Movie review: ‘Jurassic Park’ franchise roars back to life
While nothing short of one of those “Men in Black” neuralyzers will make you forget the profound disappointments of the first two sequels, “Jurassic World” combines enough nostalgia, technical wizardry and nonsensically thrilling moments to make fans of the original feel like kids again.
Although those kids probably shouldn’t be seeing “Jurassic World” in the first place, because, nightmares.
Coming 22 years after “Jurassic Park,” and 14 years after “Jurassic Park III” all but ruined the franchise, the reboot showcases plenty of reverence for the original while evoking memories of everything from “Godzilla” — the fun, old, rubber-suited movies, not that humorless mess from last summer — to “Jaws.”
By illustrating just how far summer blockbusters have come in the past 40 years, the only way the young people of “Jurassic World” can be entertained by a great white shark is by seeing one of them fed to the aquatic Mosasaurus, who splashes about in his performance pool and drenches park guests. Think SeaWorld, minus the protesters.
Built upon the bones — literally — of John Hammond’s (Richard Attenborough) original park on Isla Nublar, Jurassic World is a well-oiled tourist mecca. But the theme park has become so popular that the once-terrifying experience of encountering a living dinosaur has become as commonplace as staring at an elephant in a zoo.
Children can ride a Triceratops and hug their favorite herbivores in the Gentle Giants Petting Zoo. Older guests can kayak down a river and get up close and personal with Stegosauruses on the Cretaceous Cruise. Every aspect of danger and excitement has been wrung out of the island, thanks to its inclusion of a Starbucks, Jamba Juice and a Brookstone. Jurassic World even has its own Jimmy Buffett’s Margaritaville.
To combat visitor fatigue, geneticist Dr. Wu (BD Wong, reprising his “Jurassic Park” role) has spent $26 million cooking up Indominus rex, the park’s first engineered hybrid. She’s cobbled together from the DNA of Tyrannosaurus rex, Carnotaurus, Majungasaurus, Rugops and Giganotosaurus, as well as some bits of cuttlefish and tree frogs. As Claire Dearing (Bryce Dallas Howard), Jurassic World’s no-nonsense operations manager, says, “Consumers want bigger, louder, more teeth.”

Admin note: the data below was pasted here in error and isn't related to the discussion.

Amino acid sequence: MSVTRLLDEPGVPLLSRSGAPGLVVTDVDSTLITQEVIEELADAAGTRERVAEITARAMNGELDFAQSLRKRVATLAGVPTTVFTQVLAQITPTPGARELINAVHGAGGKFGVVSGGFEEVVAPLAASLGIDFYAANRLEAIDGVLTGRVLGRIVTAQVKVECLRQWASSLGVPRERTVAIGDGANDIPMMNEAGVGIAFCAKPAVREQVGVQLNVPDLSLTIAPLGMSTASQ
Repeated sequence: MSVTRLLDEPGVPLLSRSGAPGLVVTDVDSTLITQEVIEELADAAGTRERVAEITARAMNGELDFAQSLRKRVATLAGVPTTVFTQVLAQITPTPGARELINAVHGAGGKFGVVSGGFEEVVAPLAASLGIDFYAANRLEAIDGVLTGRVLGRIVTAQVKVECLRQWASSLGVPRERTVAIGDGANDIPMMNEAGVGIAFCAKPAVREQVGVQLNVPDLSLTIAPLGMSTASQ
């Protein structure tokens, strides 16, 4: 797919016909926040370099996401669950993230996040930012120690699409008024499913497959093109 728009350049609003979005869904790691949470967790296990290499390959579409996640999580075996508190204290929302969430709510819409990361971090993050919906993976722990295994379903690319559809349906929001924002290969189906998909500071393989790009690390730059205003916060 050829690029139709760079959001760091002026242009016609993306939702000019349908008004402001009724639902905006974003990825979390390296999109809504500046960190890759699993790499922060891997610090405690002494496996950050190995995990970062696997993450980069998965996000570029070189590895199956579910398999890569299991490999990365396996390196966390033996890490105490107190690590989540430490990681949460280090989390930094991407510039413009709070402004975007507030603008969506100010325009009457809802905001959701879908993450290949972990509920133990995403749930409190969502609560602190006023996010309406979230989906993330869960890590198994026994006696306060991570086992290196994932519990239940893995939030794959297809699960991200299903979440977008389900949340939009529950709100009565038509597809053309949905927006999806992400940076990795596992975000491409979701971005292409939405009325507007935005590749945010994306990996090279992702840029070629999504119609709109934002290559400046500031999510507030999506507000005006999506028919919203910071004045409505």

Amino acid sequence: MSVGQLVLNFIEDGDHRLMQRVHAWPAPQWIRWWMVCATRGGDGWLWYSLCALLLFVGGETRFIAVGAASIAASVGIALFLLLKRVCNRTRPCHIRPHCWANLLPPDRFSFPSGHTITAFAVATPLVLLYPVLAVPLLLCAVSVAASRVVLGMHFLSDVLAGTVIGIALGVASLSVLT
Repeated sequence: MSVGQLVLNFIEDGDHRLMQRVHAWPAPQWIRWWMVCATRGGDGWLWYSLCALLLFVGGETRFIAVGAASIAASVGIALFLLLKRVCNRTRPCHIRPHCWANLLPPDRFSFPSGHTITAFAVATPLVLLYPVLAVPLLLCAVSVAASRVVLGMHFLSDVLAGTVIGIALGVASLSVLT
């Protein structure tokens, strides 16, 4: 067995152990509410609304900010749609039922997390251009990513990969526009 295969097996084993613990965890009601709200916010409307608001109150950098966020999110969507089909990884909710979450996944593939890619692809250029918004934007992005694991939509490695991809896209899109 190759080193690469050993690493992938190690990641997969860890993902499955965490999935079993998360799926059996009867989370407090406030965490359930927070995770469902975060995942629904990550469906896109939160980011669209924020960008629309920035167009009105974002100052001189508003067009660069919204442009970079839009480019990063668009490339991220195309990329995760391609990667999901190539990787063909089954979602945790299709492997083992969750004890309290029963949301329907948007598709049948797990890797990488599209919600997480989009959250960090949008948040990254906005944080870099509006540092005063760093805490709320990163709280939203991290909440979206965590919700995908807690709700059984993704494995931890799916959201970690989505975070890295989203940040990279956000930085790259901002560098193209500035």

Jurassic World has become so commercialized, there’s even talk of referring to her as Verizon Wireless Presents Indominus Rex.
Given the park’s previous tragedy, Jurassic World’s showman of an owner, Simon Masrani (Irrfan Khan, “Life of Pi”), has Claire bring in animal-behavior expert Owen Grady (Chris Pratt) to inspect Indominus rex’s paddock. Owen’s been working in a research facility on the outskirts of Isla Nublar, clicker training Velociraptors under the watchful eye of a security contractor (Vincent D’Onofrio), who wants to weaponize the raptors and turn them into dino-soldiers.
The uptight Claire and the laid-back, boardshorts-and-tequila-loving Owen barely have time to reminisce about their one disastrous date before Indominus rex escapes, begins killing the other dinosaurs for sport and endangering the park’s 21,216 visitors — including Claire’s nephews, 11-year-old Gray (Ty Simpkins) and 16-year-old Zach (Nick Robinson).
As in every “Jurassic” movie, the kids are the worst part. Here, they ignore the announcements to return to safety — “We’re VIP, dude!” — and drive their flashy gyroscope further into danger. Just once, I’d like to see one of these kids get eaten, or at least lose a limb, right off the bat to inject a real sense of danger into the proceedings.
Pratt is perfectly, heroically dashing as Owen. But “Jurassic World’s” real MVP is “New Girl’s” Jake Johnson as sarcastic technical engineer Lowery Cruthers, whose humor allows Pratt to dial back the “Guardians of the Galaxy”-style goofiness.
Lowery wears an original Jurassic Park T-shirt he bought for $150 on eBay and has what looks to be one of Dr. Ian Malcolm’s (Jeff Goldblum) books at his workstation. Just as Lowery serves as a throwback to the original, Johnson works as a bridge to director Colin Trevorrow’s debut, the 2012 Sundance hit “Safety Not Guaranteed.”
The script — by Trevorrow and “Safety” writer Derek Connolly, as well as “Rise of the Planet of the Apes” writers Rick Jaffa and Amanda Silver — takes too long to get going. The characters are barely fleshed out. And the finale is every bit as silly as it is triumphant — although it’s so deliriously fun you likely won’t care.
There’s an ethical discussion throughout the “Jurassic” movies about whether dinosaurs ever should have been cloned. But, thanks to “Jurassic World,” there’s no debating the merits of bringing this franchise back from extinction.
Review: “Jurassic World,” 124 minutes. Rated PG-13 for intense sequences of science-fiction violence and peril. Grade B.